Finance officials discuss future trajectories at 7th CFO conference

Company bigwigs discuss their changing roles within organisations.

Our Correspondent March 12, 2013
CFOs at big Pakistani companies like Engro believe that their duties have increased and intensified with the changes in times and technology. PHOTO: FILE


Times are changing, and so is the role of the chief financial officer (CFO) in companies across different sectors of the economy. According to Engro Corporation CFO Naz Khan, CFOs now enjoy more clout within their organisations, as the range of their activities now goes well beyond the traditional functions of finance and accounting.

“In addition to financial reporting and tax issues, CFOs now deal with strategy, business performance, capital allocation, investor relations, banks and rating agencies. They have practically become a counterweight to the CEO,” Khan said, while addressing the 7th CFO Conference organised by the Institute of Chartered Accountants of Pakistan (ICAP) on Tuesday.

Speaking on the occasion, Sui Southern Gas Company CFO Abdul Malik cited a survey carried out by McKinsey and Company that asked an unspecified number of CFOs what their CEOs expected them to do most of all. More than 88% of the respondents said their CEOs wanted them to participate in shaping strategy at the organisational level, Malik said. He added that shaping the organisational strategy was primarily a function of the board of directors, but the survey showed they had delegated their responsibility to CFOs.

Offering the perspective of a CFO working for a not-for-profit organisation, Aga Khan University Finance Director Shagufta S Hassan said her primary objective was to ensure financial sustainability while allocating capital for different departments. “You have to explain to these highly qualified doctors, researchers, PhDs and academics that projects that can possibly jeopardise the entire organisation can’t be started without ensuring long-term sustainability,” she said.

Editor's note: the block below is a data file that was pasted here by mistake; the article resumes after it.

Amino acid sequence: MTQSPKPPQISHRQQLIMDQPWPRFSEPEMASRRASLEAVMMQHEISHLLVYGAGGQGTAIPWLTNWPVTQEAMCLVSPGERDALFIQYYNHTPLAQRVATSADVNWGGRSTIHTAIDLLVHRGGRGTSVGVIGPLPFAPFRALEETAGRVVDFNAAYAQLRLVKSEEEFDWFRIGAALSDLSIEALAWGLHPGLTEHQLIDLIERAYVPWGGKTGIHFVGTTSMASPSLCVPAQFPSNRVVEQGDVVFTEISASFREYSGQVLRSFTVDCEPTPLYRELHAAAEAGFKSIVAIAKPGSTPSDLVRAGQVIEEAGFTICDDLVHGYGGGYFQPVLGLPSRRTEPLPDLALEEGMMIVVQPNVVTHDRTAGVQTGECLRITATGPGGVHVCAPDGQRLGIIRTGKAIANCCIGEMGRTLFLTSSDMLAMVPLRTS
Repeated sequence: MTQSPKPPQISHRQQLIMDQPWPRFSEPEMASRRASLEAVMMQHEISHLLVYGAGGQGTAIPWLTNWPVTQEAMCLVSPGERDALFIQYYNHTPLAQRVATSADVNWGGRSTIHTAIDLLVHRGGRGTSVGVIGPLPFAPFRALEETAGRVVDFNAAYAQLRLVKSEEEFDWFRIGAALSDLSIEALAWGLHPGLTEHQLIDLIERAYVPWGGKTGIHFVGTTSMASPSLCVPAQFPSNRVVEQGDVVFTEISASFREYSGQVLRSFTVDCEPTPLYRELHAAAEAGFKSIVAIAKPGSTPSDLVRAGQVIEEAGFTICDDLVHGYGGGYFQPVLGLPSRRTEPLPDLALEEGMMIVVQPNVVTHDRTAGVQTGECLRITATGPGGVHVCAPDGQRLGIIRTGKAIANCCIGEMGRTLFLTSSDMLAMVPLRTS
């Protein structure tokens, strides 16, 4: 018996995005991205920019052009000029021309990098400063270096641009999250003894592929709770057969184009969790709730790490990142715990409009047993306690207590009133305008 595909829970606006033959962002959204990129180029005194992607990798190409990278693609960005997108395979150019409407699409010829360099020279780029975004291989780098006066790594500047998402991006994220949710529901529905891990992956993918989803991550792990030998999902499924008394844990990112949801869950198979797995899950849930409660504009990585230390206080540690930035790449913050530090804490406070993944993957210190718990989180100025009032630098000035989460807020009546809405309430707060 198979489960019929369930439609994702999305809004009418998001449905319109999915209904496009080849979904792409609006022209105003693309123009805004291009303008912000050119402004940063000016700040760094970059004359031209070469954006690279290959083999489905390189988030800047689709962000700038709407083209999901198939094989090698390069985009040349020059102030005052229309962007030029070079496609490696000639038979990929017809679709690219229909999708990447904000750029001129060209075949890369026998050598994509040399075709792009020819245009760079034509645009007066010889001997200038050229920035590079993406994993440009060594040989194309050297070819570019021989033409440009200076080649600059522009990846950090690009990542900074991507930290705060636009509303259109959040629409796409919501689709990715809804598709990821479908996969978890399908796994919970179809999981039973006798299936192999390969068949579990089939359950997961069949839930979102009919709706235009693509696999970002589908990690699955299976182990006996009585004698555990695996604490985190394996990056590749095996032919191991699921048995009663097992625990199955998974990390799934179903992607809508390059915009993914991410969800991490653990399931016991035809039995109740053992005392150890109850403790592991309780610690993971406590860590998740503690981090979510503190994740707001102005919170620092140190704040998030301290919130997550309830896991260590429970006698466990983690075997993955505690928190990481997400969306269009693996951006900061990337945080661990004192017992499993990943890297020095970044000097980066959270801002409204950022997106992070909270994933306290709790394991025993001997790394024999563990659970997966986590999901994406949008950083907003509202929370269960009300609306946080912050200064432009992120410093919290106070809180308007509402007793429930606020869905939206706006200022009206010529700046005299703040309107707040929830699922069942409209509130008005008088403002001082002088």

Replying to a question, Hassan said all members of the finance team at Aga Khan University were bound to spend four weeks in patient care and student scholarship departments. “Their approach to finance undergoes total transformation once they spend time in these departments. It serves as a reality check,” she said, while explaining the humanising effect this policy had had on finance professionals at the Aga Khan University.

Delivering his keynote address on “Financial leaders: meeting future challenges,” University of Texas’ Professor of Strategy Usman A Ghani said CFOs should embrace the age of adaptability, where change should be taken as the only constant.

“Research shows CFOs spend 40% of their time looking at Excel spreadsheets. They should turn their attention to simulating the future and moving away from the world of Excel spreadsheets,” he said, noting that the role of a CFO should be transformational, not transactional. He said interpreting financial data is no more the job of a CFO, as investment bankers and fund managers did it all the time.

He quoted a survey that said 30% of current CEOs in the United States were once CFOs. “Is this good news? Well, 50% of them have performed poorly. On the contrary, the success rate for the CEOs, who have a background in sales and marketing, is relatively higher,” Ghani said. Referring to Apple and IBM, he said their recent transformations were led by CEOs who did not have a finance background. “Business should always be the first priority. Accounting and finance come later,” he noted.

Published in The Express Tribune, March 13th, 2013.

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